San Francisco Chronicle moves into content marketing

Friday, 1. September 2017 - 13:00

The San Francisco Chronicle moves into wine tourism

The Bay Area’s leading newspaper has created a new, interactive guide to wine country. Called The Press, it offers a mix of stories, reviews and sponsored winery content to help consumers plan visits to wine country. The focus is currently the Napa and Sonoma Valleys.

“We could see that there was a big, unfulfilled need for people who want to taste their way through wine country,” said Kitty Morgan, the assistant managing editor of the SF Chronicle. “Great wine media sites were not focused on helping people actually plan a trip and the trip-planning options were generally from trade organizations or pay-to-play.”

For the 230 wineries listed on the site directory, reviews and editorial content are provided by the paper’s editors, while the information about the wineries is created and provided by the wineries themselves. Those wineries highlighted as ‘partner wineries’ either paid for the designation or were given it for free based on the advertising department's decisions. Morse would not go into further detail as to how those decisions were made.

None of the partner wineries contacted or the vice president of marketing at the SF Chronicle, Sarah Morse Cooney, would divulge what it costs to become a partner winery. Cooney said that she couldn’t release figures but that each package was customized for different wineries’ needs.

“I can’t put a price to this because it was part of a larger, long-term marketing package,” said Crista Johnson, marketing and communications manager at the Sonoma-based Schug Winery, which is a partner.

“The cost is part of our negotiated print and online programs,” added Stephanie Peachey, vice president of direct to consumer channels at the Santa Rosa, California-based Vintage Wine Estates, which is the parent company of B.R. Cohn, a partner winery.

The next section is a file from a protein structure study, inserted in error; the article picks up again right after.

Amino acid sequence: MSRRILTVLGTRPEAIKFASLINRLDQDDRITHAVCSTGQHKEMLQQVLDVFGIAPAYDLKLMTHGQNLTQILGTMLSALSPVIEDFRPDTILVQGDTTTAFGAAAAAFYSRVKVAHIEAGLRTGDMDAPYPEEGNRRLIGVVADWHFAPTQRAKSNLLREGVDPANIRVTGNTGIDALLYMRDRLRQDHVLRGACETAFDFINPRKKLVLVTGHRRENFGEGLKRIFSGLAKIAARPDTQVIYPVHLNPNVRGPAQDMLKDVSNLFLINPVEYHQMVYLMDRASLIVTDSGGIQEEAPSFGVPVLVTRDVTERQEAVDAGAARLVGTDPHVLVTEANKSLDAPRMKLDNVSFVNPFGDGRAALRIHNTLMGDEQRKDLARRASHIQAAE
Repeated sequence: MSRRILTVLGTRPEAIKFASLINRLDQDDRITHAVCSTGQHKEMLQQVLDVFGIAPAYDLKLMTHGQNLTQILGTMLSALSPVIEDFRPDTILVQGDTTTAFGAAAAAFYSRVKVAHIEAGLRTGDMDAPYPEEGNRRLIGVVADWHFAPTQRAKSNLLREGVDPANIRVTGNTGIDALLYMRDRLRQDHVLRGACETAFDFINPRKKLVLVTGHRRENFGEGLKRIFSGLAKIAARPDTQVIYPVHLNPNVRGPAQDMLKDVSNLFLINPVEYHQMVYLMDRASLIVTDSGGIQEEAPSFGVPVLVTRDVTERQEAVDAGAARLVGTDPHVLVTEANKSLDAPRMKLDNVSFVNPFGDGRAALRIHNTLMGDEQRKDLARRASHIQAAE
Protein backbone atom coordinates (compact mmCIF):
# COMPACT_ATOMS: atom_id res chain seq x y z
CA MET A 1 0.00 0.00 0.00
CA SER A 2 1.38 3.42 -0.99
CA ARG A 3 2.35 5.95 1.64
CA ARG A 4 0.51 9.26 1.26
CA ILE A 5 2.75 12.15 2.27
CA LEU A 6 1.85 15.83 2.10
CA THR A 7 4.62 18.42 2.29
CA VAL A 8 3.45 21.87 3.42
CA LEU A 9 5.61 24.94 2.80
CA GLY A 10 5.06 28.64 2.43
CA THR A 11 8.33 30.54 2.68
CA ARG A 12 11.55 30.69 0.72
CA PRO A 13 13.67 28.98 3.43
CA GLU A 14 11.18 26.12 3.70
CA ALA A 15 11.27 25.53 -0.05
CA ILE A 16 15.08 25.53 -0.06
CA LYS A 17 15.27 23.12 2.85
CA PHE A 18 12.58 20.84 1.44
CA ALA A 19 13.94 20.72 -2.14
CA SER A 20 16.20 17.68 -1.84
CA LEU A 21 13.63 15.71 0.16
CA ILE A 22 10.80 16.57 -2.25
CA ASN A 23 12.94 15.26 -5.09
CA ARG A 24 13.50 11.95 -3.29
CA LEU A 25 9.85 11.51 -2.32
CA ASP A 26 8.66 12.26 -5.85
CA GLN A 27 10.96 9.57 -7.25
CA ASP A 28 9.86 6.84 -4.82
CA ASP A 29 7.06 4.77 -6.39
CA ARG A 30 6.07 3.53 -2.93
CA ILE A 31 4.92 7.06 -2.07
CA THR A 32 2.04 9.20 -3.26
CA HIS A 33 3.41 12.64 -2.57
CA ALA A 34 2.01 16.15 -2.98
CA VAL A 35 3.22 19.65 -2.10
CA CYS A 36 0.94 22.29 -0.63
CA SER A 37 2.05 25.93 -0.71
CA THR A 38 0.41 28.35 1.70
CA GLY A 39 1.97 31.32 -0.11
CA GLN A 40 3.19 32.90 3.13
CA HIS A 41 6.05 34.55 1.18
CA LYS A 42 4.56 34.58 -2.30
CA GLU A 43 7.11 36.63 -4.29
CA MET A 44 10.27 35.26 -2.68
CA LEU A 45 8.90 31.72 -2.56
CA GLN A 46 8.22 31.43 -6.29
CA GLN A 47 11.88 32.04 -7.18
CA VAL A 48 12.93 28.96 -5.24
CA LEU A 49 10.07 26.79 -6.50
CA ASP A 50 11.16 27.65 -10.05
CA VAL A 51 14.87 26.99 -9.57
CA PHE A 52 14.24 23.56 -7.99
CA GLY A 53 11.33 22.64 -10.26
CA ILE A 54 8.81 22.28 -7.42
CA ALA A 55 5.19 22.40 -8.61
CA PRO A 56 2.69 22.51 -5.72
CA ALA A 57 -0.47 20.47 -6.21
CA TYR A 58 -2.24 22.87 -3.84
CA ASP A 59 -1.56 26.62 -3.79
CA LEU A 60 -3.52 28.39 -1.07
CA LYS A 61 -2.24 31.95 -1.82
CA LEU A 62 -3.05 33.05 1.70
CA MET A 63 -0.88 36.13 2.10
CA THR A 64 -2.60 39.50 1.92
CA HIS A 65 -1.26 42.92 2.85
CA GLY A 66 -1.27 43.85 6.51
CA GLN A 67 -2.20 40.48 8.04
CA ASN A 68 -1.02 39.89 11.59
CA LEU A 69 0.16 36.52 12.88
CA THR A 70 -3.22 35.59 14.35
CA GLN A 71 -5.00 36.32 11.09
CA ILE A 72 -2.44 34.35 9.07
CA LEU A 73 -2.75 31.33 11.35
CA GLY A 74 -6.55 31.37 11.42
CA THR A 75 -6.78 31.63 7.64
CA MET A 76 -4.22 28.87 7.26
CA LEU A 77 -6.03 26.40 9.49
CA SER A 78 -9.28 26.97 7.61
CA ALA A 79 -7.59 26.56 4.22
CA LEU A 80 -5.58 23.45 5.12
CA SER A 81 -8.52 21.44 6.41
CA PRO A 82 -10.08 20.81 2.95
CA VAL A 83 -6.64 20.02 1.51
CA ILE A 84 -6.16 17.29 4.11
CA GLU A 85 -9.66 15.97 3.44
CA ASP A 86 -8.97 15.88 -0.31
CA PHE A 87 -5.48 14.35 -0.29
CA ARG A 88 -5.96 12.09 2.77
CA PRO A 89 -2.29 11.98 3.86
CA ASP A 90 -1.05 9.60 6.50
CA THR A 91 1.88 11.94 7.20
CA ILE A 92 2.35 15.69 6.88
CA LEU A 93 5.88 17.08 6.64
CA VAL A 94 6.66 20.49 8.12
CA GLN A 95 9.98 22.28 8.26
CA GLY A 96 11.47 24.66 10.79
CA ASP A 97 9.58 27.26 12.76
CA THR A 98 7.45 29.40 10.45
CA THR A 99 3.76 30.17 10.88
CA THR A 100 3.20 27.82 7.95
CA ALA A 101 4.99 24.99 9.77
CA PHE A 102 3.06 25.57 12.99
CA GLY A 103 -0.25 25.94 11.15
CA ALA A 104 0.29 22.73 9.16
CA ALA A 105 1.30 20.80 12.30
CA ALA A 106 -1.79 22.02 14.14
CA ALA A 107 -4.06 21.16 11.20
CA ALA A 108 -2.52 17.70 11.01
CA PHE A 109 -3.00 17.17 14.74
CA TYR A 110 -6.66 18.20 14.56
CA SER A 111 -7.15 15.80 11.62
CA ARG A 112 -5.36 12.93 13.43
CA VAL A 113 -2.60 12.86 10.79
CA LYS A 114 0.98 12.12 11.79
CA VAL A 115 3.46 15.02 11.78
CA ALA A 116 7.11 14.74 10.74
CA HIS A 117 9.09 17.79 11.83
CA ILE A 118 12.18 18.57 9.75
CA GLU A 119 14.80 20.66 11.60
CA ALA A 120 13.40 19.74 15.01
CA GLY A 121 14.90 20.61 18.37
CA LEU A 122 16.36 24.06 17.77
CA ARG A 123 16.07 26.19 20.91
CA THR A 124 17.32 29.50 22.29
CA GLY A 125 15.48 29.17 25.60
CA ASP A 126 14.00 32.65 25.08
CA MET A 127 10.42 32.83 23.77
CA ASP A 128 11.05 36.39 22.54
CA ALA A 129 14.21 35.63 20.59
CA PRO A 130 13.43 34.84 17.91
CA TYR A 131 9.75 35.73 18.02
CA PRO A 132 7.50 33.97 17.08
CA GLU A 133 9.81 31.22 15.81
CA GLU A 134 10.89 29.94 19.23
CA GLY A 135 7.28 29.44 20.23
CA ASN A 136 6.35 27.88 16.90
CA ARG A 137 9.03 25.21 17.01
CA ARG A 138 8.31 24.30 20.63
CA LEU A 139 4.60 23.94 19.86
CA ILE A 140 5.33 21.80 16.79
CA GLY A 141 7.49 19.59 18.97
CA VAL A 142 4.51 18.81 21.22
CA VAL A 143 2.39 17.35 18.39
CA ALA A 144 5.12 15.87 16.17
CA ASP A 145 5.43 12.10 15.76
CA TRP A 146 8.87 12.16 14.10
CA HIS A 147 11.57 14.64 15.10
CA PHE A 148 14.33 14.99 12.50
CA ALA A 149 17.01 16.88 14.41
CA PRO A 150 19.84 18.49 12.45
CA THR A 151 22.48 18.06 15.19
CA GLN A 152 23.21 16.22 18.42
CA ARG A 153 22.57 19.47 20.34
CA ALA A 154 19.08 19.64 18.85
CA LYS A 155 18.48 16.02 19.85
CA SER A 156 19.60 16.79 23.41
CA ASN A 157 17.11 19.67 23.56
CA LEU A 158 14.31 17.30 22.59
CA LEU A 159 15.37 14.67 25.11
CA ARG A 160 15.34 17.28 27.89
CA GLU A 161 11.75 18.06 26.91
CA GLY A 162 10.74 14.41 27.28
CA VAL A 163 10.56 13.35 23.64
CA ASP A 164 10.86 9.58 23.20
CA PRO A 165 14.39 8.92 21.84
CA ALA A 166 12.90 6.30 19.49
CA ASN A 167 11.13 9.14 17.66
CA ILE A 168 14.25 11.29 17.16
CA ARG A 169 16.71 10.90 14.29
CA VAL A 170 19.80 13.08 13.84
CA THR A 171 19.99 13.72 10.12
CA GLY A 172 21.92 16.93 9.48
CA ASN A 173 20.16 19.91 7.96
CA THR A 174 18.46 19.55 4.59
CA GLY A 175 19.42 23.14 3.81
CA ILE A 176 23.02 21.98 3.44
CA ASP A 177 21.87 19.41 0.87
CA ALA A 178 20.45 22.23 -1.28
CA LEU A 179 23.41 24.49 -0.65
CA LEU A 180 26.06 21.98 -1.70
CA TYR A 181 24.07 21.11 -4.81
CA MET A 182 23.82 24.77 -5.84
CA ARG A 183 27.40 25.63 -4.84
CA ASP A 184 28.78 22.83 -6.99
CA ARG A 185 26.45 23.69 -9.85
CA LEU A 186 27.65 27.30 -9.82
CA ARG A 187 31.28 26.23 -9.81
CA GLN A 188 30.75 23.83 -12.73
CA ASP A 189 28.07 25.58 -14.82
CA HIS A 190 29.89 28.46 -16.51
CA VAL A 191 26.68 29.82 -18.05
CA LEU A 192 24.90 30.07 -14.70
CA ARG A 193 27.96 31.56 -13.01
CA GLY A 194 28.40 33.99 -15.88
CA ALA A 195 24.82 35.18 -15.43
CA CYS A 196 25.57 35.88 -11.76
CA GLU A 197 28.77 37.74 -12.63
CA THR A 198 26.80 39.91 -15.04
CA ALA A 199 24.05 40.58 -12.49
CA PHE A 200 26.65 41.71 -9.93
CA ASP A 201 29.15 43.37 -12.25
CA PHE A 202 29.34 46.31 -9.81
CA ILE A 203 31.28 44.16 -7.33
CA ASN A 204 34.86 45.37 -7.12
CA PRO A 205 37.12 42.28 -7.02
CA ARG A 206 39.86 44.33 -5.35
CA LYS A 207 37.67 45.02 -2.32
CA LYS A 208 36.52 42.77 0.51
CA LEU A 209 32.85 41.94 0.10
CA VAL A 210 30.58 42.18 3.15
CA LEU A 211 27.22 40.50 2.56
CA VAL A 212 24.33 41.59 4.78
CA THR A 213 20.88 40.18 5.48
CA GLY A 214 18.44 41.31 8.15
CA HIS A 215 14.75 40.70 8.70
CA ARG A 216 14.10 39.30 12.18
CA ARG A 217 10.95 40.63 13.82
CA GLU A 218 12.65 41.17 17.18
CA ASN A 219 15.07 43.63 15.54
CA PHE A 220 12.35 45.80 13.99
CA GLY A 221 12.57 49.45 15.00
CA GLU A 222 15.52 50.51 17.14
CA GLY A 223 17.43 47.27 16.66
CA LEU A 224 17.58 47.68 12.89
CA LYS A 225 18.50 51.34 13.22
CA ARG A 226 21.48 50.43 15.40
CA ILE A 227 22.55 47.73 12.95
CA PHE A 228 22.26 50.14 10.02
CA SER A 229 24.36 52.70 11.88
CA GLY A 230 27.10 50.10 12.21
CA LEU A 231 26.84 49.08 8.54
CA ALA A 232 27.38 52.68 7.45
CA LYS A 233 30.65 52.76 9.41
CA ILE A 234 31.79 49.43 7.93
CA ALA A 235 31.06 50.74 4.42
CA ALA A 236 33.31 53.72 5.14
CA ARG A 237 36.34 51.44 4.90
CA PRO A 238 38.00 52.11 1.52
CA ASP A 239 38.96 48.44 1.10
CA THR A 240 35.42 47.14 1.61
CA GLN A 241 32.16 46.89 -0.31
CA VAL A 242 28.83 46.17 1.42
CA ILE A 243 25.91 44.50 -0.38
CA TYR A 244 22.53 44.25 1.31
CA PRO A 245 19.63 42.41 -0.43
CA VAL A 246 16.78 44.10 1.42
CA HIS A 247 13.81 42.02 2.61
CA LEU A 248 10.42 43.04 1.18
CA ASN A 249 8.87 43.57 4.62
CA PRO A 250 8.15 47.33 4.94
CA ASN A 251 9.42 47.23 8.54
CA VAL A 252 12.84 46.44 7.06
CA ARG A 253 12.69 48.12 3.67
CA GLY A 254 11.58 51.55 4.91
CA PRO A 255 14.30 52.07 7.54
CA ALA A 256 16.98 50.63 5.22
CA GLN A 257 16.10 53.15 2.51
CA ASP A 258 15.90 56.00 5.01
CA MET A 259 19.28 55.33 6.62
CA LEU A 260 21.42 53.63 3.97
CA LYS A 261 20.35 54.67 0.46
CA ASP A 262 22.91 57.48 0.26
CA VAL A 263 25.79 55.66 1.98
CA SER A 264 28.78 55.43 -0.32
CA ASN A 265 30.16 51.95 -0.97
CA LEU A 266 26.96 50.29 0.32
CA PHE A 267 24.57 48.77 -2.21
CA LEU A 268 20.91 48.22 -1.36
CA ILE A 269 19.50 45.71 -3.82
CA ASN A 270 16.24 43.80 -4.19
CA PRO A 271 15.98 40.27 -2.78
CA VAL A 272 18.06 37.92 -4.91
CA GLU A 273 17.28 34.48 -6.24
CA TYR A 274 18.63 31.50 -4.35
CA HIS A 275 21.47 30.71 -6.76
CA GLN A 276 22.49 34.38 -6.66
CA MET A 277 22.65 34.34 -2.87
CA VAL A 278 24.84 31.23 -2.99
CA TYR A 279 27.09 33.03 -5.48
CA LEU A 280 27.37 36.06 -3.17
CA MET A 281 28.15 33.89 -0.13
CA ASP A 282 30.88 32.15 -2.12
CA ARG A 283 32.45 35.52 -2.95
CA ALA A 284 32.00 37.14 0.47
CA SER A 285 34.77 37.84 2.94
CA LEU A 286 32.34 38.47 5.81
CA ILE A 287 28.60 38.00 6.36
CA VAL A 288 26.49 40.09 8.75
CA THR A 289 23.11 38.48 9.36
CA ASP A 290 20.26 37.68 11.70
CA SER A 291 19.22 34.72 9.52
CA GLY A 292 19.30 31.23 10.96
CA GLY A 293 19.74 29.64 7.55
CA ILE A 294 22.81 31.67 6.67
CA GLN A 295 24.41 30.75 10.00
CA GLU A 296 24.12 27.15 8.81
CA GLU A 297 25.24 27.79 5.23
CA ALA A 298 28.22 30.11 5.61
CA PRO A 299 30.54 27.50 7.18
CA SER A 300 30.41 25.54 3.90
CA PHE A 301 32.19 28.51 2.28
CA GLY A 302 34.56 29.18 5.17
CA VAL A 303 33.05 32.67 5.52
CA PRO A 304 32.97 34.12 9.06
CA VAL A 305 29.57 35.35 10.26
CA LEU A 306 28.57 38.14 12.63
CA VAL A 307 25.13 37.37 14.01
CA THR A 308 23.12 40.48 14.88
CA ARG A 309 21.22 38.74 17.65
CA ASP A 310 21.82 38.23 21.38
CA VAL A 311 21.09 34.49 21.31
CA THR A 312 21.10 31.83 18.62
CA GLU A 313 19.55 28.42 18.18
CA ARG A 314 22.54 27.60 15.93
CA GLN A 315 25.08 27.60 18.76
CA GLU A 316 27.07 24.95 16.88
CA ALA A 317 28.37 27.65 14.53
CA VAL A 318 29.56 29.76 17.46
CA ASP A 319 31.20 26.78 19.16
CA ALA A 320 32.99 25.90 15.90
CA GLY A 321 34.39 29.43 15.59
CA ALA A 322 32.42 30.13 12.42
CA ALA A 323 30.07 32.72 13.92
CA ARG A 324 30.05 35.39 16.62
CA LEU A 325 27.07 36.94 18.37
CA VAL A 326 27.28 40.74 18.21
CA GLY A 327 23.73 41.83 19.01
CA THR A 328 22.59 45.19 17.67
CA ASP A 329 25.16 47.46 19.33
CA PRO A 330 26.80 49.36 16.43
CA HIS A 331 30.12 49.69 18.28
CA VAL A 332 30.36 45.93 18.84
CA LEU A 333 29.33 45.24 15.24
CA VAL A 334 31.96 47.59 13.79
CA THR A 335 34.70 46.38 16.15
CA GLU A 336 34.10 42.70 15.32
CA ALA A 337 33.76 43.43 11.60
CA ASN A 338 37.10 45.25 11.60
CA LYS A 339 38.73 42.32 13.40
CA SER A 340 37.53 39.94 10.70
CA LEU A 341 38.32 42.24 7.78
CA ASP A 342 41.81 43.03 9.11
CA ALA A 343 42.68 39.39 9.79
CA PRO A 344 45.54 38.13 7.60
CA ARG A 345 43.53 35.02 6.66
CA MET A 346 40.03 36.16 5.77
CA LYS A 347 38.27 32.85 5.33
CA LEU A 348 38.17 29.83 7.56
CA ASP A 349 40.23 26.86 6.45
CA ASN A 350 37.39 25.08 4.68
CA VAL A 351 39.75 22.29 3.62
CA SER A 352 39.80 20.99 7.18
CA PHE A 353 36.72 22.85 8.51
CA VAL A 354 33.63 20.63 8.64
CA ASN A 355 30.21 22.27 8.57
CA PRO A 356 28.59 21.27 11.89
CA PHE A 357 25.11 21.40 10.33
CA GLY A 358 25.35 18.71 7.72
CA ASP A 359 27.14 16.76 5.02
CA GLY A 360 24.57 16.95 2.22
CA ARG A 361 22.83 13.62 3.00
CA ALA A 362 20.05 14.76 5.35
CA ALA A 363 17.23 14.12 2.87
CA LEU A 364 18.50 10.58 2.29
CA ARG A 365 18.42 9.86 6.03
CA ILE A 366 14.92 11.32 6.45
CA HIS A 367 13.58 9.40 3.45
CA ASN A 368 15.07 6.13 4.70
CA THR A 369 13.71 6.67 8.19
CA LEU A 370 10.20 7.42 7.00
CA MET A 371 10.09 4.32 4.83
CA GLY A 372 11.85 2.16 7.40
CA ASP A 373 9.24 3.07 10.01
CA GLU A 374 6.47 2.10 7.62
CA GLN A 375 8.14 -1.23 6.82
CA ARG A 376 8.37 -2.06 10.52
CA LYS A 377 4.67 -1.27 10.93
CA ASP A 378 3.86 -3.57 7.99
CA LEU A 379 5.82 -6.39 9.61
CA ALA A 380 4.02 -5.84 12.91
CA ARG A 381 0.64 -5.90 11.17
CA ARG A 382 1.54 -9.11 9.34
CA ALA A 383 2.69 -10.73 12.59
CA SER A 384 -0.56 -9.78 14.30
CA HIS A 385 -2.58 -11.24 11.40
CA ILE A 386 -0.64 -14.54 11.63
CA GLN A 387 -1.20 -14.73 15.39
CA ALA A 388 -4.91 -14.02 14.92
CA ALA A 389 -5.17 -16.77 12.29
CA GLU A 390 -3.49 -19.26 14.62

Anatomy of a site

The site was created, according to Cooney, to create visibility for wineries and bring more people to their tasting rooms. Although the site only launched a few weeks ago, in early August, “Business does seem to be picking up,” said Johnson.   

The initiative is one of a number of similar efforts made by newspapers and magazines worldwide to move into content marketing, as a way of bringing back some of the advertising revenue lost to the internet.

For Peachy, having BR Cohn’s presence on The Press site helps remind “our friends and neighbors from surrounding areas about the beautiful adventures [that are] just a short drive away.”

I think it’s great that the San Francisco Chronicle team is creating a resource for consumers to read educational wine stories and book winery tours conveniently all in one place,” said Lisa Mattson, director of marketing and communications at the Healdsburg, California-based Jordan Winery, which is one of the reviewed and partner wineries.

Once linked with The Press as partner wineries, Cooney explained that many are already using CellarPass, a San Francisco-based winery tourism website that helps consumers explore wineries and tasting experiences as well as make bookings. That partnership, according to Morgan, conveniently allows “our audience to book a tasting on The Press.”

Morgan explained that the editorial staff will continue to add wineries and content over the coming year with Monterey and Santa Cruz up next on the drawing board.
Liza B. Zimmerman